This has been a hard volume to get through. The sailing has been much smoother since we started on the doctrine of the Trinity but the first three hundred pages nearly wiped me out. Here’s why
1. So many other languages and so little time to look up the translation.
2. So many philosophers and theologians referenced! It’s like entering a maze of a thousand minds.
3. I didn’t realize how grating it would be to read this much text where the nouns and pronouns are exclusively masculine. Is this a German translation issue?
In the past week a few things have helped. The major change is that I’m taking a class on Karl Barth. Part of that class is reading Eberhard Busch’s The Great Passion. I’ve found it extremely helpful for context and biography. I’m also trying to take to heart something Dr. Hunsinger said. He mentioned in lecture that Barth can be read devotionally. I haven’t been thinking about the reading in this way but Hunsinger’s comment made me shift my perspective in this direction.
I end with this quote from Busch (39) for those of us battle fatigued by children, partners, new classes, applications, systematic theologies in progress, roasting giant spits of meat, etc.:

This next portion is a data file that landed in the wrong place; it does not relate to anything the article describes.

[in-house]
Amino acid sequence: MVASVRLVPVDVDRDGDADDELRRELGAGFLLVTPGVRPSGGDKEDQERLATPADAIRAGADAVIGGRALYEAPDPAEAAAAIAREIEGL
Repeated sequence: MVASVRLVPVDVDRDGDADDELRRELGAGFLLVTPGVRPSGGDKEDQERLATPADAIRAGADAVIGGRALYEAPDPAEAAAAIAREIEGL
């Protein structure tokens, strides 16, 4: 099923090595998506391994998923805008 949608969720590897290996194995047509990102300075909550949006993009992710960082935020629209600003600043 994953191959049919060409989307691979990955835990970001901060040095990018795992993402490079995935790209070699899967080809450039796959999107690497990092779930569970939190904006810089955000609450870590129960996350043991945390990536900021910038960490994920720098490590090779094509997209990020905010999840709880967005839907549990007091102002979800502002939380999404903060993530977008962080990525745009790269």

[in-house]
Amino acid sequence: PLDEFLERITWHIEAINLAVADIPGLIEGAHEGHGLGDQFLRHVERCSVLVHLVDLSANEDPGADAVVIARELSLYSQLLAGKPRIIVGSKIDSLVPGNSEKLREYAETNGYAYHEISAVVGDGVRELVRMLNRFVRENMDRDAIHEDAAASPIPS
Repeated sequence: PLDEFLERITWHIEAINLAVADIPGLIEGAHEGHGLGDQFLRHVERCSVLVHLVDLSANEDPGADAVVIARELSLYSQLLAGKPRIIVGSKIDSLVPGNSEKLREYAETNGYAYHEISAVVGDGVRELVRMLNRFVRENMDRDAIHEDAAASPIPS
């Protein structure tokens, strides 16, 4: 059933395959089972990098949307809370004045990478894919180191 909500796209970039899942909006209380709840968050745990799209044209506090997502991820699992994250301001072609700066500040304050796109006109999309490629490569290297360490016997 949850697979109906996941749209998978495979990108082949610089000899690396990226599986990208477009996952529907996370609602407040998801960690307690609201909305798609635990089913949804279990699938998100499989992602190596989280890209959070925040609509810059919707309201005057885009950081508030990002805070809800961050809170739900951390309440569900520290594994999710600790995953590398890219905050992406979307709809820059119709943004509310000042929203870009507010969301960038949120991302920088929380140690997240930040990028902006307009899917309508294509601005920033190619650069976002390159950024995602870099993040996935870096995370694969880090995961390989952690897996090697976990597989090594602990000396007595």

This dogmatic is a gigantic work that can frighten off even the well-disposed and discourage them from reading it (I almost raised my hand as I read this line). Its very appearance often gives the impression of something unapproachably monolithic, a heavenly metaphysics remote from time… It must be said that an age when everything goes by so quickly, when what is desired is a fast-food theology, is not a time when access to a work of this kind is easy. Those who say that they have no time, those who are content with slogans, do best to ignore these volumes.